On the contrary, the language of a true believer's heart, when repenting and mourning for sin, is thus: “Oh! vain, wretched, and miserable man that I am, that ever I should act so foolishly and unreasonably as to grieve and offend so holy, so good, so gracious and loving a God, by sinning against him as I have done! I loath all sin in general as it is sin against a holy God, but more especially such and such heinous crimes, by which I have grieved the Holy Spirit, whereby I am sealed to the day of redemption. I abhor and loath myself for what I have done, and shall never more be reconciled to myself, because of that fountain of impurity which dwells in me, from whence every actual sin against God springs and flows.' If there were no such things as shame among men, loss in outward things and in health, torment and

of prayer.


horror of conscience, or hell hereafter, attending sin, as the consequences thereof; yet the truly regenerate believer would notwithstanding grieve and sorrow for sin, because thereby his kind, merciful, and reconciled God and Father is offended and grieved.

And the glass wherein the true believer is made to see both the horrid and vile nature of sin, and the love of God to him, the chief of sinners, which are his motives to sorrowing and repenting for sin, is the blessed Jesus pouring out his soul unto death.

Thirdly, The Holy Ghost causeth in the believer an inward delight in God, as he is the object

“O thou that hearest prayer, unto thee shall all flesh come." “ Whom have I in heaven but thee? and there is none upon earth that I desire besides thee," Psal. lxxiii. 25. The ground of this delight, which the Holy Ghost causeth the believer to have in God, as he is the object of prayer, is threefold.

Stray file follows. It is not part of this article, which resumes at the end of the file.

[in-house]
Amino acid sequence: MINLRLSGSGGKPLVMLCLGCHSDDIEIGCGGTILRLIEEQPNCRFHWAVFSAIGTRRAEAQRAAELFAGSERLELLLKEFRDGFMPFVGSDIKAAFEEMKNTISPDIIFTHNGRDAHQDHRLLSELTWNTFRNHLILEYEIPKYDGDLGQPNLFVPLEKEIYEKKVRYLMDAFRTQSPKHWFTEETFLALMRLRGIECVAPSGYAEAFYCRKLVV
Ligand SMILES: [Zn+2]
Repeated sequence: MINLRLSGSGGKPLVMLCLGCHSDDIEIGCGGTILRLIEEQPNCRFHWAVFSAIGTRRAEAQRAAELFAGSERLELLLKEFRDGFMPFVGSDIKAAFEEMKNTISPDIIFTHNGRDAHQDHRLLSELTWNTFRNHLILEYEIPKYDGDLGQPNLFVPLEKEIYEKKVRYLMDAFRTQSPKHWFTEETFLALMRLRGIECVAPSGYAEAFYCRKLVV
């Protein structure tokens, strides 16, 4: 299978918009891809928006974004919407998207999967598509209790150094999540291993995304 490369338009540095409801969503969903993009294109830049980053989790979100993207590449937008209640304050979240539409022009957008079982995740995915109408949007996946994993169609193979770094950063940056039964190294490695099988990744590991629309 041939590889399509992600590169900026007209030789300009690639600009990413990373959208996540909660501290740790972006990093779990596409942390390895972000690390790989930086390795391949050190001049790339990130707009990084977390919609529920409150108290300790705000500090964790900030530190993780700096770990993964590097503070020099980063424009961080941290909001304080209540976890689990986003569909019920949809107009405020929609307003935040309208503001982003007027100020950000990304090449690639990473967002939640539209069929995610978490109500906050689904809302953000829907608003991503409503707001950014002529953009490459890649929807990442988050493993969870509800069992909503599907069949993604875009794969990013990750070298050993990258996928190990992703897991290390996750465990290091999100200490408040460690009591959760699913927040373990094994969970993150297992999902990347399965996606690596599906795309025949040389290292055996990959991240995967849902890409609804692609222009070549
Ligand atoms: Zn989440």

First, The Holy Ghost represents him as set upon a throne of


“ Let us therefore come boldly to the throne of grace, that we may obtain mercy, and find grace to help in time of need.” Heb. iv. 16. This prospect of God, as on a throne of grace,

is seen by the eye of faith, through the saving illumination of the Holy Ghost.

Secondly, The Holy Ghost represents God as standing related to the believer in the nearest bonds of relationship that can be, as that of a husband and father. “For thy Maker is thy hus

band,” &c." Turn, O backsliding children, saith the Lord, for I am married unto you.” Jer. iii. 14. “ But go to my brethren, and say unto them, I ascend unto my Father and your father, and to my God and


God.” “ But ye have received the Spirit of adoption, whereby we cry, Abba, Father.” Rom. viii. 15. “ And because ye are sons God hath sent forth the Spirit of his Son into your hearts, crying, Abba, Father.” Gal. iv. 6.

Thirdly, The Holy Ghost represents God as inviting the believer to approach and come near to his throne with a holy boldness and childlike confidence,” Eph. iii. 12. “ In whom we have boldness and access with confidence.” “ Having therefore, brethren, boldness to enter into the holiest by the blood of Jesus,” &c. Heb. x. 19.

Fourthly, The Holy Ghost helps the believer to keep his eye on Jesus Christ.

“ Looking unto Jesus,” &c. This he doth on a threefold account.

First, As Jesus Christ is the way of the believer's approach to the Father. John xiv. 6, “I am the way, the truth, and the life. No man cometh to the Father but by me.” “By a new and living way which he hath consecrated for us through the vail, that is to say, his flesh,” Heb. x. 20.

Secondly, As Jesus Christ is the means of our admission into the Father's presence. Rom. v. 2,

By whom also we have access by faith into this grace wherein we stand.” “ For through him we both have access by one Spirit unto the Father," Eph. ii. 18.